Reef Keeping Glossary

Stolireef

Active member
When I first started in this hobby, I found the acronyms and vocabulary daunting. I'm no shrinking violet so I constantly asked questions (eg. What's an 'SPS'). I thought it might be helpful to create a basic reef keeping glossary here. Feel free to add to and/or correct this list. Maybe it'll become a sticky.

Bean Animal: A type of drain that assists with keeping the drain as quiet as possible.
Calcium Reactor: Equipment in which aragonite (calcium carbonate) is slowly dissolved in acidic tank water and then returned to the tank. Used for maintaining Calcium, carbonate hardness, and other trace elements necessary for coral growth.
Controller: Typically, a computer that monitors a variety of things in the tank such as temperature, pH, salinity, water levels, and can control equipment such as lighting and heating based upon a variety of factors. Common brands include Neptune Apex, Digital Aquatics Reef Keeper, and Reef Angel.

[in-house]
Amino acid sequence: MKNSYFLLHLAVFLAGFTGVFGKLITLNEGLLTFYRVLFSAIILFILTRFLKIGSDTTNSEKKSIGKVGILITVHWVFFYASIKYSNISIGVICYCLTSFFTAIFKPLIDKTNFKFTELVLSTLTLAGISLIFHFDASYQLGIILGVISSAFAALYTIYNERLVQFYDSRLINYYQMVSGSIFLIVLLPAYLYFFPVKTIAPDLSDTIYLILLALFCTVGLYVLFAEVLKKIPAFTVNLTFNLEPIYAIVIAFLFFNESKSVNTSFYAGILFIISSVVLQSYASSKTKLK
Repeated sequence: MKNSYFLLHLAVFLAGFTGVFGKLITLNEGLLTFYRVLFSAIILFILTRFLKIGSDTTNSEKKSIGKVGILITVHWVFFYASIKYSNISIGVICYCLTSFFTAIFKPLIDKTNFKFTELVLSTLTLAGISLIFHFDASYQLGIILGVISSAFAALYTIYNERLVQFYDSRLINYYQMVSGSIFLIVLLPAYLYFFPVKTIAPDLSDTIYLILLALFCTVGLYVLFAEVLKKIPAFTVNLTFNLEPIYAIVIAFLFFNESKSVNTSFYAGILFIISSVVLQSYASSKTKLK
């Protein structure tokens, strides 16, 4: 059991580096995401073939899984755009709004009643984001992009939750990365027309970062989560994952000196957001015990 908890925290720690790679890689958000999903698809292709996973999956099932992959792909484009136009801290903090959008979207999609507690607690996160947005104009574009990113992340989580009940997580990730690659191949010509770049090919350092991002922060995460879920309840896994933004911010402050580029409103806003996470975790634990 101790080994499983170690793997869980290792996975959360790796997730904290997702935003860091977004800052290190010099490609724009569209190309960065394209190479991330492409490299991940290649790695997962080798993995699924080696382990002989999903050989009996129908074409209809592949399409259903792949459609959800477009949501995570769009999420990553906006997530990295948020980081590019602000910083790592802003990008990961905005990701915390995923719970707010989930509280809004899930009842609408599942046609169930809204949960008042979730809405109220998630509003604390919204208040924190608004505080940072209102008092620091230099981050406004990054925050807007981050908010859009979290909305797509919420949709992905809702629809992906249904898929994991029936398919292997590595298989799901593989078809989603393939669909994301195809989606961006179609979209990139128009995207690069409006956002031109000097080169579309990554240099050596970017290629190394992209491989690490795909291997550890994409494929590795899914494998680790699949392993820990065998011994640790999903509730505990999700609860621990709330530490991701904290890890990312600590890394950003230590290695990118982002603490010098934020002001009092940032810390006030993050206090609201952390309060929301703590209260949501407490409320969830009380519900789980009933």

Cycle: Refers to the nitrogen cycle in which Ammonia is reduced to Nitrite which is then reduced to Nitrate and then ultimately to nitrogen gas. The initial cycle of a tank is complete when neither Ammonia nor Nitrite is detectable and nitrate is measurable.
Doser: Dosers are peristaltic pumps that can add very precise amounts of fluids to the tank. Can be used for two part dosing, trace elements, foods, and other liquids that you wish to add to your tank regularly.
Durso: A type of drain that assists with keeping the drain as quiet as possible.
Frag: A small piece of coral that has been broken off or cut from a larger colony.
HOB: Stands for 'hang on back' and may be used in conjuntion with protein skimmers, other mechancal filters, refugiums or anything that hangs on the back of the tank rather than in the stand or in the sump.